Mangiatordi, A. (2012) Inclusion of Mobility-Impaired Children in the One-to-One Computing Era: A Case Study. Mind, Brain and Education 6(1). http://onlinelibrary.wiley.com/doi/10.1111/j.1751-228X.2011.01133.x/pdf (accessed 30-08-2012)
This study looks at the cases of three children with cerebral palsy from Uruguayan special schools undergoing integration projects in mainstream schools. The schools deployed XO computers on a 1:1 basis in each class. In these three cases the use of assistive technology (AT) was used to access the laptop rather than to access the more general environment. The three children only used the computers in the same computer related sessions as the rest of the class. The laptop was not used an instrument to improve the productivity of the children.
Two of the children benefited more socially than functionally. Even though they were using the laptop only once or twice per week, they seemed to use it effectively to develop more complex and consistent relationships with their classmates.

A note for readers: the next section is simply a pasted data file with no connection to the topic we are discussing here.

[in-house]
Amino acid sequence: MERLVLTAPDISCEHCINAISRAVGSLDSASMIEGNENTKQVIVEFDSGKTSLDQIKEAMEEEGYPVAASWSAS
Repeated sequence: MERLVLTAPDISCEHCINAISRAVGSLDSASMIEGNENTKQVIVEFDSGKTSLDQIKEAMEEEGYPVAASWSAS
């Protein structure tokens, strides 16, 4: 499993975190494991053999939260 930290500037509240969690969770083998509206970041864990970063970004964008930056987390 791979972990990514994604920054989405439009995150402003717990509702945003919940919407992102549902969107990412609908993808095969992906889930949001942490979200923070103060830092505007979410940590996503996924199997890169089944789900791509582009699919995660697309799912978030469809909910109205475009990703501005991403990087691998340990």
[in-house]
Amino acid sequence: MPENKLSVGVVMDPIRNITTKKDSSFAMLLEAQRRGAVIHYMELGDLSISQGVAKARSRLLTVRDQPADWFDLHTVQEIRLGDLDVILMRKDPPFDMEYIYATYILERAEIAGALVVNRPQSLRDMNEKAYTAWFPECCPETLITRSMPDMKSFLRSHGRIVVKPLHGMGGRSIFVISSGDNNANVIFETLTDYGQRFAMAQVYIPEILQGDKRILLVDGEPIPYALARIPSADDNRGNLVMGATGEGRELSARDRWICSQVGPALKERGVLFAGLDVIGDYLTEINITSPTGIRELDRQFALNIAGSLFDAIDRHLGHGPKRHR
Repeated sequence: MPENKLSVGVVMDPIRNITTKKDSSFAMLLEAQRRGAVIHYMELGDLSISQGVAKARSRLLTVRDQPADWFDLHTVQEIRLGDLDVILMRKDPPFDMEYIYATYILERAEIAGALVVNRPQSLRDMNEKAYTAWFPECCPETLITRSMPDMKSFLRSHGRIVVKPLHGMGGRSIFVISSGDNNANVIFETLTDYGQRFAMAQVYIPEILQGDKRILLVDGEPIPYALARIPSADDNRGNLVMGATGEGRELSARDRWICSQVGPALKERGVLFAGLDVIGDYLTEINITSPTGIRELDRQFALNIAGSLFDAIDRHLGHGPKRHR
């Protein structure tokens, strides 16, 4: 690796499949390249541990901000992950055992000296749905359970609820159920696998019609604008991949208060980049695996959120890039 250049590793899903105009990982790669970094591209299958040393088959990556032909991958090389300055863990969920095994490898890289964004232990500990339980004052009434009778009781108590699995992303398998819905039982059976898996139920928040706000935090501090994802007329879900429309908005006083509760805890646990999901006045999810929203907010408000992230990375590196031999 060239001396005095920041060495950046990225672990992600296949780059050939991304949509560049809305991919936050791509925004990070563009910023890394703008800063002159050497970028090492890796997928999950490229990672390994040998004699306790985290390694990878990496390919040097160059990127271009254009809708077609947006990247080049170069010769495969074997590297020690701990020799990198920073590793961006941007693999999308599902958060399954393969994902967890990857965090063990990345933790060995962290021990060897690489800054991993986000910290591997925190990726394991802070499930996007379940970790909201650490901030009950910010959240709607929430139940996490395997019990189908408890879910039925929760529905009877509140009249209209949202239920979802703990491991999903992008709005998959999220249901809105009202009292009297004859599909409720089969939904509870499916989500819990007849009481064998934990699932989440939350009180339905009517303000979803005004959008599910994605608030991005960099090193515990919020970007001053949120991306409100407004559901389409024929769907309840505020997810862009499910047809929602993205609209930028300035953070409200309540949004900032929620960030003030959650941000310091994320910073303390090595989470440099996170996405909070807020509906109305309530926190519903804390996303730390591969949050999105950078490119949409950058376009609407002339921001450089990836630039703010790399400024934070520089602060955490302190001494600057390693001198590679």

The children who participated in this study showed improvements in their social skills which were not directly connected to an improvement in their functioning. Ismael did not go far beyond his physical limitations, but he found in the computer a powerful channel for his interaction with peers. Micaela was as good in the use of the computer as she was in the majority of school subjects, but there was a substantial difference in the way her classmates perceived her with respect to her social and functional possibilities. The case of Pablo confirmed that the lack of a very basic level of implementation of AT simply turns the machine into a useless device.